Was it actually an accident?

Dead from injuries sustained in a car crash after the close of WWII, General George S. Patton, Jr. left in his wake a tremendous legacy. While some have mourned what was a tragic loss at the time, others over the decades have theorized Patton’s death was anything but an accident.

Known for his aggressive nature just as much as his many battlefield victories, General George S. Patton was like a giant among men. He was one of the few allied generals who had combat experience commanding tanks during WWI, making him invaluable during the North Africa campaign. Later, he embarrassed many of his peers in Sicily, Italy by winning the race to Messina against the British Eighth Army.

In what might seem a little too coincidental, Patton was exposed for allegedly slapping and dressing down soldiers in a field hospital since they claimed to be suffering from battle fatigue. The press wanted Patton’s blood and they were able to get some worked up enough to call for him to be relieved of duty. However, General Dwight D. Eisenhower and General George C. Marshall stepped in, likely realizing Patton was too valuable to the war effort.

After spending some time in England, Patton was key to Operation FORTITUDE, the ruse invasion staged in Pas-de-Calais, France. German commanders were so fearful of Patton’s abilities and so convinced he was leading the real invasion that they maintained troops in Pas-de-Calais even after D-Day.

One of Patton’s most famous act of heroics was during the Battle of the Bulge when he led parts of the U.S. Third Army in a counterattack, saving the hopelessly besieged 101st Airborne Division. This endeared him even more to soldiers and the public in general.

On December 9, 1945, Patton was still stationed in Germany when he accepted an invitation from his chief of staff, Major General Hobart Gay, to go pheasant hunting near the base. Originally, Patton was sitting in the front seat of the Cadillac which was being driven by Private H.L. Woodring, his favorite chauffeur. However, when the general noticed the hunting guide’s dog was riding in an open-top jeep, he asked for the party to pull over and had the dog sit in the front of the car so it could warm up. Patton moved to the backseat. Sadly, the good deed would not go unpunished.

While traveling over a railroad crossing, the Cadillac collided with the passenger side of a U.S. Army truck which was turning left. Some claim the limousine Patton was riding in was traveling at a relatively low speed. Others say Private Woodring was going too fast for conditions. During the accident, Patton struck his head on the glass partition in front of him. That impact resulted in a compression fracture and dislocation of the cervical third and fourth vertebrae as well as cervical spinal cord injury. He was paralyzed from the neck down. A mere 12 days later, on December 21, one of the greatest generals the United States Army has ever known passed away from his injuries.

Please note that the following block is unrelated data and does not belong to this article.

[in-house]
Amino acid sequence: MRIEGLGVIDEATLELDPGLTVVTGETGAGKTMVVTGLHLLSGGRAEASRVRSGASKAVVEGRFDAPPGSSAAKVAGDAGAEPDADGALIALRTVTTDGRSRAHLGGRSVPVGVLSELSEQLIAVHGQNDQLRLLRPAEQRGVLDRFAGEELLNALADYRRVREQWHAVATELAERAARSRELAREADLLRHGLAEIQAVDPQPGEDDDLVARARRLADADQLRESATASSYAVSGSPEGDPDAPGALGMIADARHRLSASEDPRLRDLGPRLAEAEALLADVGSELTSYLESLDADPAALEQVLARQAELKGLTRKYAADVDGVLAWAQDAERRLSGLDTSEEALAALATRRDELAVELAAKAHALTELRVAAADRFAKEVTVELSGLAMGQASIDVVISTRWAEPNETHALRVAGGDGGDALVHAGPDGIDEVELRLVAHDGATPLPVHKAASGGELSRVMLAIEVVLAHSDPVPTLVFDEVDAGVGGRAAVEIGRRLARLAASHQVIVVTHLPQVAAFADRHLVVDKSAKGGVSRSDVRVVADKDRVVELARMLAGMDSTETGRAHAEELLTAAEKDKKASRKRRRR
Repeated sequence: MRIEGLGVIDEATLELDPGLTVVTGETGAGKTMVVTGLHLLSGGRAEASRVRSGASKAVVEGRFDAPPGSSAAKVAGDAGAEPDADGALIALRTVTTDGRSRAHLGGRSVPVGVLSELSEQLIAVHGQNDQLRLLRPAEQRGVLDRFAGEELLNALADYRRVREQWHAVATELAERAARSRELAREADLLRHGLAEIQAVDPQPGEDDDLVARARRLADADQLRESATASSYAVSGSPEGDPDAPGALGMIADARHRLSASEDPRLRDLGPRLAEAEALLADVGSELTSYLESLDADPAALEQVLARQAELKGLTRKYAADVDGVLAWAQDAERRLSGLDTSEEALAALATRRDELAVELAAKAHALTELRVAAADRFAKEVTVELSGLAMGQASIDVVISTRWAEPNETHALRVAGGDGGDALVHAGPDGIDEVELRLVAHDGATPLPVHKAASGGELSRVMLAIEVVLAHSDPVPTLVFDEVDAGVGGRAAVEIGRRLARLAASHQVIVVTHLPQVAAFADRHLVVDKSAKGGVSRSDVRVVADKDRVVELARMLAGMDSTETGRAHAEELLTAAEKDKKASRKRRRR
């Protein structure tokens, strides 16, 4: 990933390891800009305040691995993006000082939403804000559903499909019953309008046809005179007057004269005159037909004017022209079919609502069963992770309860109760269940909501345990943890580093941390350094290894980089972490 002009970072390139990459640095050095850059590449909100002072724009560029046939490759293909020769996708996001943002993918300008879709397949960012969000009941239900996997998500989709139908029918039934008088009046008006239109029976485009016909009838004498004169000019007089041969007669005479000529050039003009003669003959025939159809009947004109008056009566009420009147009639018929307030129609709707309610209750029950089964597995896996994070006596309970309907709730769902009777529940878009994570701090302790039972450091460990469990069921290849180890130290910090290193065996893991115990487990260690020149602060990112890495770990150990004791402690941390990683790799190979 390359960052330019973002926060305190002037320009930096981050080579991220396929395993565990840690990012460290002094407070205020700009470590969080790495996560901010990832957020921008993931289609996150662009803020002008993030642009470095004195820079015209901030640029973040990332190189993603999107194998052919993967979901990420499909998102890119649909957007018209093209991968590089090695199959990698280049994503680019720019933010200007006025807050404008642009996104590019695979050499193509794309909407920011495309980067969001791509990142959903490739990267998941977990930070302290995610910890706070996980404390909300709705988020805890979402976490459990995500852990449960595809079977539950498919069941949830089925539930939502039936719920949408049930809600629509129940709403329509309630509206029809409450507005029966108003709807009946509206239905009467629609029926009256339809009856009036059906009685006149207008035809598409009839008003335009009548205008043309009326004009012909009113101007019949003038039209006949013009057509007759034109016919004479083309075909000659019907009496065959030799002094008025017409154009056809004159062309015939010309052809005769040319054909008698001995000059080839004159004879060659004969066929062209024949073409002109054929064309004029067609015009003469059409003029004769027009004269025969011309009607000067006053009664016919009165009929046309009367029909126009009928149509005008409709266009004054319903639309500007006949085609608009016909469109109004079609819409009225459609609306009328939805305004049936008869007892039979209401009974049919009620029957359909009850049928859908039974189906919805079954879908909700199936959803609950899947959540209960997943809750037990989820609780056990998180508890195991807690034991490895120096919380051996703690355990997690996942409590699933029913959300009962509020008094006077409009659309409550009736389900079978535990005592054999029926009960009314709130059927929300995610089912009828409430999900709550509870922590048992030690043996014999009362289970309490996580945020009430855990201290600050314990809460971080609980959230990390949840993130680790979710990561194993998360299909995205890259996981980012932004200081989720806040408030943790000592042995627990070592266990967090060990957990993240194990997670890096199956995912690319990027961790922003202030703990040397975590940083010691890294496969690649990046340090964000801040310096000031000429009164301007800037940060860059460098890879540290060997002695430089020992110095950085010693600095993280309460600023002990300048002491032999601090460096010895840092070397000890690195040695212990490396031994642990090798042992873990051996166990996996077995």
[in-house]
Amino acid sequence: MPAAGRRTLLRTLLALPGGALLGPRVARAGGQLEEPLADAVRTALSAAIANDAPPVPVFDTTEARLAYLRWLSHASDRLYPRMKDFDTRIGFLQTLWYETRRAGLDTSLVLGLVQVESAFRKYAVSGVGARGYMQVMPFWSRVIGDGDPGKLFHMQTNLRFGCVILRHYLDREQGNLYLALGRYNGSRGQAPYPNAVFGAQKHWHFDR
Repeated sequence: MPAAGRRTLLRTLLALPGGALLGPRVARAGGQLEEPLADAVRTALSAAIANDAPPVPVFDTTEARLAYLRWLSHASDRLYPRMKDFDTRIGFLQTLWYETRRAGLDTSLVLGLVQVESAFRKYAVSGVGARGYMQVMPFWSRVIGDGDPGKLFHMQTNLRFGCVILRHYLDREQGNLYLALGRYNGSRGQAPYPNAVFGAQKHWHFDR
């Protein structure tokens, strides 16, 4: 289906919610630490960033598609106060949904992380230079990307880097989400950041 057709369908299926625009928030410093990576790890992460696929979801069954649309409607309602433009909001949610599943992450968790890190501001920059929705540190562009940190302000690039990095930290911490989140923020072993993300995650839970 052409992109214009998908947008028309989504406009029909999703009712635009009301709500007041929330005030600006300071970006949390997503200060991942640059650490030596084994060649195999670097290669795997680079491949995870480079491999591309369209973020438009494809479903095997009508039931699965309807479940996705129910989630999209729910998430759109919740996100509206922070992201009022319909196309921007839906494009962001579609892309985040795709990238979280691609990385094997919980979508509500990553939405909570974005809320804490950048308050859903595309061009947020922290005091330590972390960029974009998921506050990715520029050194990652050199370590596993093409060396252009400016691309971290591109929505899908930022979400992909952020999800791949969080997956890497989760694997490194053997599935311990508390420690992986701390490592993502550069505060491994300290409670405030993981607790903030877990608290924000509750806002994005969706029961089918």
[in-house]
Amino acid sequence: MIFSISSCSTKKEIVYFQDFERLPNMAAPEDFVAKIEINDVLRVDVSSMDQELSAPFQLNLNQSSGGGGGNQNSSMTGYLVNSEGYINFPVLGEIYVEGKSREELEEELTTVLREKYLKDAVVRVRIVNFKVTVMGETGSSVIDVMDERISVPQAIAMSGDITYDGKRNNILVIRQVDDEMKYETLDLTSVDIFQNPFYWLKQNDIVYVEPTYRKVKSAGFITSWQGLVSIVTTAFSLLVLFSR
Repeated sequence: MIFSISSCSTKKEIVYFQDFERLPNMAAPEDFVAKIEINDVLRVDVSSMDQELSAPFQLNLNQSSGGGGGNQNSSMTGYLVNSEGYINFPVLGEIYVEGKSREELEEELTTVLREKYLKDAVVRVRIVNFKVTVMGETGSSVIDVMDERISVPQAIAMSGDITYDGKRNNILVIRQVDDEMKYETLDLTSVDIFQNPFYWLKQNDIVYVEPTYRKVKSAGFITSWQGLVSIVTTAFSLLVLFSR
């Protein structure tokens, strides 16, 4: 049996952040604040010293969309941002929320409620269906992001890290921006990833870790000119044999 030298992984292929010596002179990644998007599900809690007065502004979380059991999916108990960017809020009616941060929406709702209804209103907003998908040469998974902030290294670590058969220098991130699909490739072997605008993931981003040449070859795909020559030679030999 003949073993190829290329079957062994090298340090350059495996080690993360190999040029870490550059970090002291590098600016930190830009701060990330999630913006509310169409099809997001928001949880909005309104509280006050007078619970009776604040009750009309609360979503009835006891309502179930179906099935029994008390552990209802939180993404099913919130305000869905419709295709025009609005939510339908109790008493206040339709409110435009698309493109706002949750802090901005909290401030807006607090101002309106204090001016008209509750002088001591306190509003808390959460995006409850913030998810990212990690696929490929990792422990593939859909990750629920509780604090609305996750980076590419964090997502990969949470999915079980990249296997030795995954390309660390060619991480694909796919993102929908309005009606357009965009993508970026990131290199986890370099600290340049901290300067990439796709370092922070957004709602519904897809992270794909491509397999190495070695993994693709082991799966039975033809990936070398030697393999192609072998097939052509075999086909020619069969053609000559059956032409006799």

Fueling speculation that the accident with the U.S. Army truck was in truth not an accident but instead was a coordinated assassination was the fact Patton rubbed Russian officers the wrong way in many social and diplomatic relations. He also had been talking about the prospects of invading Russia, saying they were obviously inferior to Americans and would fold in no time. Many in the upper ranks of the U.S. Military didn’t like such a proposition, a feeling which was shared by much of Washington, D.C. and other powers that be of the time. Some believe it was Stalin who had Patton killed because he feared the man could pull off an invasion successfully. Others claim it was the CIA, others in the US government, actors in the British government, or even Allied leaders working with Stalin to get rid of Patton.

Patton also was vocal in post-war Germany about the denazification process and other moves with the government. Eisenhower removed him as the U.S. commander in Bavaria for the politically unwise statements and was transferred to the 15th Army Group, his final post.

The only four star general to be buried at an American Battle Monuments Commission cemetery, Patton was laid to rest alongside his men at Luxembourg American Cemetery, per his request. Just like in his life, in death the general was a man of the people. Beloved by his soldiers and a good portion of the public, it’s entirely possible others saw him as too big of a threat, especially since there was no longer a worldwide war to be fought.

Sources: American Battle Monuments Commission, Mountain Democrat, Warfare History Network, History.com

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